“This is a national crisis,” says Nancy Ramsey. Ramsey, a futurist and co-author of “The Futures of Women: Scenarios for the 21st Century,” is talking about the state of women in computer science. She sounds appalled. She has every right to be.
In 2005, Ramsey, along with a fellow researcher, released a report for the Anita Borg Institute for Women and Technology that looked into gender imbalances in information technology. Six years later, she says, not much has changed, and the lack of women in the field is not only limiting the country’s creative and entrepreneurial output, it’s undermining the strength of our economy, and, by extension, our national security.
Anna Holmes is a contributing columnist for the Style section. She is the founder of Jezebel.com.
( Forever 21 / ) - Clothing retailer Forever 21 has caught backlash online for selling a shirt for ’tween girls that reads “Allergic to Algebra.”
The gender disparities in the United States’ STEM (science, technology, engineering and mathematics) workforce are troubling. According to a report released last month by the Department of Commerce, although females fill almost half of the jobs in the American economy, less than 25 percent of jobs in STEM fields are held by women. Even worse, female representation in the computer science and math sector — the largest of the four STEM components — has declined over the years, from 30 percent in 2000 to 27 in 2009.
Americans — and their elected officials — should take note. According to the U.S. Bureau of Labor Statistics, the employment of computer scientists is expected to grow a whopping 24 percent between 2008 and 2018, which the Bureau says is “much faster” than average for most occupations. Rebecca Blank, acting secretary at the Commerce Department, tells me that because of this increased need, the participation of more women will keep the industry, and the country, globally competitive in the long run.
These realities have significant implications for the economy on a more micro level: Women in traditionally well-paying STEM jobs, particularly computer science, enjoy more wage parity with men than in other occupations. Lack of female presence also has long-reaching cultural and social ramifications. Christianne Corbett, a senior researcher for the American Association of University Women and co-author of the 2010 report “Why So Few?,” is blunt: “The growth of technology is driven by the people who are designing it. Without women at the design table, the interests of half the population will basically be ignored.” Adds Lucy Sanders, CEO of the National Center for Women and Information Technology: “We don’t know what women would invent because by and large right now, they are not.”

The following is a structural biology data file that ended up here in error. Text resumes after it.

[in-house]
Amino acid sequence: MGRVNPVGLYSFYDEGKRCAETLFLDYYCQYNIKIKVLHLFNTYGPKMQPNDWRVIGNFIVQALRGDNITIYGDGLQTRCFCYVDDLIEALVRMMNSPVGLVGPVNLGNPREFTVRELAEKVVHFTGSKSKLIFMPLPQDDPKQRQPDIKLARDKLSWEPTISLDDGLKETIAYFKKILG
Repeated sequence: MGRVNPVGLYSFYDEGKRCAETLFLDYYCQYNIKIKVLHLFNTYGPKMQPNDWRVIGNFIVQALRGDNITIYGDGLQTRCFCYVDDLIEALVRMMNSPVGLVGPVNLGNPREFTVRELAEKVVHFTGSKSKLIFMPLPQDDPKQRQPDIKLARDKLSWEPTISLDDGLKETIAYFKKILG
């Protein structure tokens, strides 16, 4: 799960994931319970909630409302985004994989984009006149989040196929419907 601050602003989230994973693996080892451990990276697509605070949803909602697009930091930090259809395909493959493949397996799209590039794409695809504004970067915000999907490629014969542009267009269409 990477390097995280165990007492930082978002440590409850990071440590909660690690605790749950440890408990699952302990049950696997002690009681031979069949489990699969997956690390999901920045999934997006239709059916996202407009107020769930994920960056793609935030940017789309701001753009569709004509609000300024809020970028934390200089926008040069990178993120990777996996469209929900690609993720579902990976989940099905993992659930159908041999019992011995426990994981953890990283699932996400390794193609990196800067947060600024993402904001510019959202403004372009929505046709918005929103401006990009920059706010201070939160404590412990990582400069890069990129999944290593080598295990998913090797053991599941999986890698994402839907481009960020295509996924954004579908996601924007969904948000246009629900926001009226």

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It starts young. Although girls have achieved meaningful parity with boys in test scores and college degrees in math and science, they are also being sent a message that embracing these subjects is anathema to what it means to be female. (Mainstream Hollywood movies about technology innovation that relegate females to sexualized-accessory status don’t help matters. Neither do sexist comments from Ivy League university presidents or pink T-shirts for ’tweens with phrases such as “Allergic to Algebra.”)
“We are back to the beauty versus brains saga, in which girls entering middle school feel forced to ask themselves, ‘Do I want to be smart in math, or do I want to be seen as attractive?’ ” says Jennifer Skaggs, a University of Kentucky education researcher and author of the June 2011 paper Making the Blind to See: Balancing STEM Identity With Gender Identity. “If a female is seen as technically competent, she is assumed to be socially incompetent. And it works the other way around.”